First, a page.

B. Target key societal challenges - (ageing, addressing the health, social and equity dimension of chronic diseases, concentrating on chronic diseases with the highest burden and impact on health and social systems)

C. More efficient use of available resources - prevention, behaviour and lifestyle change, effective funding, integration of health objectives into other policies and fully exploit e-health, m-health and other IT solutions.

D. Strengthen the role and the involvement of citizens, patients and the health and social sector in policy development and implementation - (citizen and patient empowerment, mechanisms for citizen empowerment (in particular targeting the young generation), help and support patients, promote the participation of patients, the role of health and social professions, taking into account equity issues, as well as the social and gender dimension.

E. Strengthen evidence and information - strengthen efforts into research and development, use of new technologies to enable the collection of better and comparable data on the medical, economic and social dimension of major chronic diseases, stimulate the evaluation and dissemination of information, develop a comprehensive strategy responding to demographic change and population ageing and scaling up of innovative practices.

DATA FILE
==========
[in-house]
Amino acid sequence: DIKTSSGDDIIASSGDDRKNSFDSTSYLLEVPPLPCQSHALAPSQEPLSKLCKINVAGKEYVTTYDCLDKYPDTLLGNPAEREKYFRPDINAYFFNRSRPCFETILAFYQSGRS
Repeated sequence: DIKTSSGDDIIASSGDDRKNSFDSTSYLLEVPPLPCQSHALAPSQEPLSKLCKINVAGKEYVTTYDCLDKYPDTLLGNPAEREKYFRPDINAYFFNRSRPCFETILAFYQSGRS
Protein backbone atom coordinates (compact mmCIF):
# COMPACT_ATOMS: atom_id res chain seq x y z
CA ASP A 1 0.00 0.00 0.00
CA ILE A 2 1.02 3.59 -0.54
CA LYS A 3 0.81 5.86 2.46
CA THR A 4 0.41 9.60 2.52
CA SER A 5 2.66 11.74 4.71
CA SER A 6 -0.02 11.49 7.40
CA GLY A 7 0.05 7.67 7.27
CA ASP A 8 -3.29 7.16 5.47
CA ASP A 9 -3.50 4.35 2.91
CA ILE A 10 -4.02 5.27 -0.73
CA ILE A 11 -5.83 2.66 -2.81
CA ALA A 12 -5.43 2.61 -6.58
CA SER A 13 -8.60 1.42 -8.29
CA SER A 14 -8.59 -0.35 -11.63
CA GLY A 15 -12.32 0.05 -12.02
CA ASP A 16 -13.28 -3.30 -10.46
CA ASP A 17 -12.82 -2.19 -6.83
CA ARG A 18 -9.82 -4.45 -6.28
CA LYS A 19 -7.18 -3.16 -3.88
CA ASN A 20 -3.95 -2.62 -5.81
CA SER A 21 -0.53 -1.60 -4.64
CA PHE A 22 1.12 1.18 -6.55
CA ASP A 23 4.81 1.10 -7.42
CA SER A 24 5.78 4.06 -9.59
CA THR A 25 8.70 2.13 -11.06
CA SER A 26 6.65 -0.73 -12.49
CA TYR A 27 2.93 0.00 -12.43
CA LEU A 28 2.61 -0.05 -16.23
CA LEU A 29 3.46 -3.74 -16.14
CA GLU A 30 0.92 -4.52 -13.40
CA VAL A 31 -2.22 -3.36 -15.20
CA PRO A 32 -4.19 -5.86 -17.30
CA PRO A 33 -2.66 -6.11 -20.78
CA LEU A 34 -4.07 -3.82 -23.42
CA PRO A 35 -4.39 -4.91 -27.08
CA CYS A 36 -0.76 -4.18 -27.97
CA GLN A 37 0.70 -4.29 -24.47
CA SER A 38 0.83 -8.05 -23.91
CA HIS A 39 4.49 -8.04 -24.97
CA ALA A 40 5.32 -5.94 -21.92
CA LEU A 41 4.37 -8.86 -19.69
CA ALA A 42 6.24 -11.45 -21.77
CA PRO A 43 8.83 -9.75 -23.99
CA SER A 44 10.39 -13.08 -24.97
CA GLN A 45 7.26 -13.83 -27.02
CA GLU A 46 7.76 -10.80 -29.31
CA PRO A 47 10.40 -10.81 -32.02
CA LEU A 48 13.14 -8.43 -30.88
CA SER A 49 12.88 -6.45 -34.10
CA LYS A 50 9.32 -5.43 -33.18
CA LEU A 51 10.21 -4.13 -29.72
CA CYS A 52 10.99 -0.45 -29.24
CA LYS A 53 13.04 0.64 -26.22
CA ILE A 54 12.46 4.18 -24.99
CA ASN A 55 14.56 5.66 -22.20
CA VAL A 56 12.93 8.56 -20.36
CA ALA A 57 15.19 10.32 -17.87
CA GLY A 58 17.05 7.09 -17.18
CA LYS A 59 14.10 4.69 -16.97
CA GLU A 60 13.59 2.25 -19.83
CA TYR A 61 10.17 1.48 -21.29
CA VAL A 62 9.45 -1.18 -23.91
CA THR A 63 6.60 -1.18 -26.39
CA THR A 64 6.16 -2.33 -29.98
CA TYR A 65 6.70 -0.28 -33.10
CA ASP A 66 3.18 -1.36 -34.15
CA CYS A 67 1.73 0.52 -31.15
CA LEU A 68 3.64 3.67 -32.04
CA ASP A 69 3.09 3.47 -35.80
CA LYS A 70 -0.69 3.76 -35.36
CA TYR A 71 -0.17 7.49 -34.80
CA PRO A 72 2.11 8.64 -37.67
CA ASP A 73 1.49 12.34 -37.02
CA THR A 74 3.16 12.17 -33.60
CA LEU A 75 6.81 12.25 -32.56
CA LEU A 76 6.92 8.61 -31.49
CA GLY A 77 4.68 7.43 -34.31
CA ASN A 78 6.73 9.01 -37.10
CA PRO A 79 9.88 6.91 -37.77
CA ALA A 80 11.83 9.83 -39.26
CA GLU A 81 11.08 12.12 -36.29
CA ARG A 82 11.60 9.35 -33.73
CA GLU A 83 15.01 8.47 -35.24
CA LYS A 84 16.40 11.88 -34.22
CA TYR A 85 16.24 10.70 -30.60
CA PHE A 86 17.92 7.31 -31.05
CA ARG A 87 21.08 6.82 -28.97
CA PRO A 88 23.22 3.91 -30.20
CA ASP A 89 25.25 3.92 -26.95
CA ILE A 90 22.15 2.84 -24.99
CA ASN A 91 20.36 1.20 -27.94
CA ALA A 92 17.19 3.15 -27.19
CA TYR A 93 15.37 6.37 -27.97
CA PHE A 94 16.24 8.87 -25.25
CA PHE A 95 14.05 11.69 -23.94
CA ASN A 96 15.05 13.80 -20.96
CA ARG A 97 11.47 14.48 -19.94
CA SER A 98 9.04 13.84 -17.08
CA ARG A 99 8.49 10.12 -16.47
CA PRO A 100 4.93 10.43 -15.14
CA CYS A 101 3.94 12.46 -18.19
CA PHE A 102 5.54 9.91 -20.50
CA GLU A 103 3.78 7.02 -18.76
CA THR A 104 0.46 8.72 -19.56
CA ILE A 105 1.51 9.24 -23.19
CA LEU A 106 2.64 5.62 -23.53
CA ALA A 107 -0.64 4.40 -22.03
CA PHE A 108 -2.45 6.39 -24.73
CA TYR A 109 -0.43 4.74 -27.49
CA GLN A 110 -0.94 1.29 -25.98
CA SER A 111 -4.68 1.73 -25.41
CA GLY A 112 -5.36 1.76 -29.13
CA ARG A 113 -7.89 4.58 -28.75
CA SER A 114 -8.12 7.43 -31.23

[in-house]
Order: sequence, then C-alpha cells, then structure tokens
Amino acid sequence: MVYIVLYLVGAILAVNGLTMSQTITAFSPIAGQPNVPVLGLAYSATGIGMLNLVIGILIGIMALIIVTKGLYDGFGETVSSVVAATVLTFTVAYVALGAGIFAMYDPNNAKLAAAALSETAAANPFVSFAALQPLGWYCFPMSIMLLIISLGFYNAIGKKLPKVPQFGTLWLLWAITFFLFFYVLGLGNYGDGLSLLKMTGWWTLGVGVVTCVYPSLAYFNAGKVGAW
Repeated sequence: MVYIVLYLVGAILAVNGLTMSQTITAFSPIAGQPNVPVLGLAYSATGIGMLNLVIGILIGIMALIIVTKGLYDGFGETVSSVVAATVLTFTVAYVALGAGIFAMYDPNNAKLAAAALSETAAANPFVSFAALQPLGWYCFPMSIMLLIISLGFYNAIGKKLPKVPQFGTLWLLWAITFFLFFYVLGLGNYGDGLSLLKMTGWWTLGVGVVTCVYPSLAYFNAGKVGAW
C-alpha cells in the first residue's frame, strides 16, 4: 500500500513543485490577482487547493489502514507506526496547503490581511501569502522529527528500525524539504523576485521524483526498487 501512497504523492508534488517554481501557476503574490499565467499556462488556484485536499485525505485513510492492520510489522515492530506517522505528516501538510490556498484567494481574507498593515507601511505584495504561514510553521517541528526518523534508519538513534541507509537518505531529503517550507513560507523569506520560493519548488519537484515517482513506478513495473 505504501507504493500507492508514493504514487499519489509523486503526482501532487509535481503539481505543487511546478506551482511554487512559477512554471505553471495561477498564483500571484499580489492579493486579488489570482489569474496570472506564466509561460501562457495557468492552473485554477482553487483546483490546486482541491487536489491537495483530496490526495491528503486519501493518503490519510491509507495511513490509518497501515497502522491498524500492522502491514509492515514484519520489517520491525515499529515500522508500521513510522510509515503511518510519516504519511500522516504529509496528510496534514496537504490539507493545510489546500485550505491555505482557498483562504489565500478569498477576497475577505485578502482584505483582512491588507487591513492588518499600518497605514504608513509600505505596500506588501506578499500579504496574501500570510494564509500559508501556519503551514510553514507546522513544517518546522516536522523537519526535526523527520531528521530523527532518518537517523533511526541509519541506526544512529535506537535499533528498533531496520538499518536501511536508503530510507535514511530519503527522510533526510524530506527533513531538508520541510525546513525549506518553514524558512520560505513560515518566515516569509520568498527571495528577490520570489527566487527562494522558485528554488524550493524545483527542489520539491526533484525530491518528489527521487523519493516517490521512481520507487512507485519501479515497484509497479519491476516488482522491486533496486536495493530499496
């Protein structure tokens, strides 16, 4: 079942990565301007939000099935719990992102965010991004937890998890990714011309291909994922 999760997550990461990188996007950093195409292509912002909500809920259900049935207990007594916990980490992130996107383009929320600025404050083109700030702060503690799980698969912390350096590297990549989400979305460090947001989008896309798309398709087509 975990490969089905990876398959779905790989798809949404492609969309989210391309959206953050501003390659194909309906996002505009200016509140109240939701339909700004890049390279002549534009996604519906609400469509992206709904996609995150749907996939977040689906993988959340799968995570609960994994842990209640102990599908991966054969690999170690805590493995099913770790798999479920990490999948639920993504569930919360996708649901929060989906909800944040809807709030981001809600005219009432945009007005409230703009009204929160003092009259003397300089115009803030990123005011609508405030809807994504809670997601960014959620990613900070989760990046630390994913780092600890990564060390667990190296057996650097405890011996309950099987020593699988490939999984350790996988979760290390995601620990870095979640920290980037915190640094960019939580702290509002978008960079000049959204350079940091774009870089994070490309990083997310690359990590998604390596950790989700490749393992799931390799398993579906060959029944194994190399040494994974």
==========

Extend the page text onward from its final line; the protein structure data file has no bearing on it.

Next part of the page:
To find out more:

- The full text of the final recommendations is available here

- The Workshop RECOMMENDATIONS by rapporteurs are available here

- All PRESENTATIONS are available on the Commission website.